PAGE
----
The Ground Isn’t Shaking, but the County Line May Slightly Change

If you own property along the border of Laurens and Greenville County, some of that land may be shifting from one county to the other. That conclusion is based on information presented to Laurens County Council this week. The South Carolina Geodetic survey has begun. It’s described as including a systematic way to re-establish South Carolina’s county boundaries. As part of this initiative, the Laurens and Greenville county border is one that has been clarified and reestablished to properly reflect the description in state law. A letter Laurens County received from the South Carolina Revenue and Fiscal Affairs Office states it was sent to notify the county that that office has clarified the statutory boundary between these counties and their determination is available in a certified plat dated April 29, 2019.

The letter states that this determination was made following a public hearing, extensive research and field work along with conversations and meetings involving the state’s Revenue and Fiscal Affairs Office and local officials over the past several months. A public hearing was held March 25th during which the research, field work and findings were presented, and input was received from local officials and the public.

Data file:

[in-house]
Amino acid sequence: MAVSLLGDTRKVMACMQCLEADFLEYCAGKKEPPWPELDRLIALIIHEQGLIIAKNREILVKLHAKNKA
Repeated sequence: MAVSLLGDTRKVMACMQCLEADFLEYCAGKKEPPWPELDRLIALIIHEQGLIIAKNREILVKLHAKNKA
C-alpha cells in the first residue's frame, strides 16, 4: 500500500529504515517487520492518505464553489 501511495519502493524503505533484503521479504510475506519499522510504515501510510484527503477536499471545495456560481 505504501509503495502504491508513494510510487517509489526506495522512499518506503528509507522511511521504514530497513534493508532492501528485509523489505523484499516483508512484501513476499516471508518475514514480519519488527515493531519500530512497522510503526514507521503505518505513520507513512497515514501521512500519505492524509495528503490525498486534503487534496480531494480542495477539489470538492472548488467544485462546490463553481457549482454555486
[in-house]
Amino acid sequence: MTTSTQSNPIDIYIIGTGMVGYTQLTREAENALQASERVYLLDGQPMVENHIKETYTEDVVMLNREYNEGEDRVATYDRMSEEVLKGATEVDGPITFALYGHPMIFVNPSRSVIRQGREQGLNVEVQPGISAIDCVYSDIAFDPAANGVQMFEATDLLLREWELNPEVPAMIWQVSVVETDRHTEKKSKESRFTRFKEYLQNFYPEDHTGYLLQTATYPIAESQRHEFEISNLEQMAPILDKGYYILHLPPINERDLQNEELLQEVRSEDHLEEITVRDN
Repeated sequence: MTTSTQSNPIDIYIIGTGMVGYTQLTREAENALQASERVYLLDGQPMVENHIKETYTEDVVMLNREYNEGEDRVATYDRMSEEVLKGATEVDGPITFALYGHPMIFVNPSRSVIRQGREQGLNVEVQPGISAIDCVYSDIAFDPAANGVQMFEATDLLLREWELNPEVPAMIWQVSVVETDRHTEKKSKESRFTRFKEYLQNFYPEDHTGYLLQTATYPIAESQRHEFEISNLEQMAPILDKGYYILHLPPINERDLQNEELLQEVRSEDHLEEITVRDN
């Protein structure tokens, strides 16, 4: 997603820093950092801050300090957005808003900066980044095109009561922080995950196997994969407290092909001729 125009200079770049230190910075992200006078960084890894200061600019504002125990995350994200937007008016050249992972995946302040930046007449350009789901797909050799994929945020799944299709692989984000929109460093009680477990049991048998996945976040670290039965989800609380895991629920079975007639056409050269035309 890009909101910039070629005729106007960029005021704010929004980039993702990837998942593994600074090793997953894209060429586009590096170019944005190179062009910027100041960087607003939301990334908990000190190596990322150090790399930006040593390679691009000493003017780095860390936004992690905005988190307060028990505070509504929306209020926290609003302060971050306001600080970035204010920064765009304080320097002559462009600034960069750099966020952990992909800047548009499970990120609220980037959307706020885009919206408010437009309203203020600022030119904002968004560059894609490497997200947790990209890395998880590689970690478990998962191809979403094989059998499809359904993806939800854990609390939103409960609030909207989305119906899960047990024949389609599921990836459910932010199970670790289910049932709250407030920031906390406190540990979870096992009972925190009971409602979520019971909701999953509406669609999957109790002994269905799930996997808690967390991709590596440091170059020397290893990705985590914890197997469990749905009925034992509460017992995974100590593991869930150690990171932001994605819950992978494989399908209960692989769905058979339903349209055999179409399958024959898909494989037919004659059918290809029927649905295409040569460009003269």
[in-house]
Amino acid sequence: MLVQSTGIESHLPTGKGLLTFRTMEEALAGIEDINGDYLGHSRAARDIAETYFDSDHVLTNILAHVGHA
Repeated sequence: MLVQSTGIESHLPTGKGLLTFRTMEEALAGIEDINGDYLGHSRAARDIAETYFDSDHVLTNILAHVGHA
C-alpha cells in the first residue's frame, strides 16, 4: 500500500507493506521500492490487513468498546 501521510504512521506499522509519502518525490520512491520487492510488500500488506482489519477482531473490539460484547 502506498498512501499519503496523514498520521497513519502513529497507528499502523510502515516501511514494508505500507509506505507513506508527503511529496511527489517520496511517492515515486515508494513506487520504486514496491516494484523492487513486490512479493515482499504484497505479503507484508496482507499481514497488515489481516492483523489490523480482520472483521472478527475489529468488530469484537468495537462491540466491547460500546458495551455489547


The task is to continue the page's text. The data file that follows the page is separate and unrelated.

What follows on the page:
The description of Laurens County borders with Greenwood and Abbeville Counties to the west along with Union and Spartanburg to the east are easy to follow, noting the Saluda and Enoree Rivers as the border. The land borders with Greenville and Newberry are described with references to distances measured in miles and chains. Reference points are noted by where a creek enters a river or where a ford crossed a river along with reference to a water oak on the Greenville County line.

The letter, shared with Laurens County Council this week, states that each county has sixty days (60) to make an appeal.

In presenting the information to County Council Tuesday evening, Laurens County Attorney Sandy Cruickshanks indicated he didn’t think appealing the findings would be worth the trouble, indicating we may lose or gain a bit of land.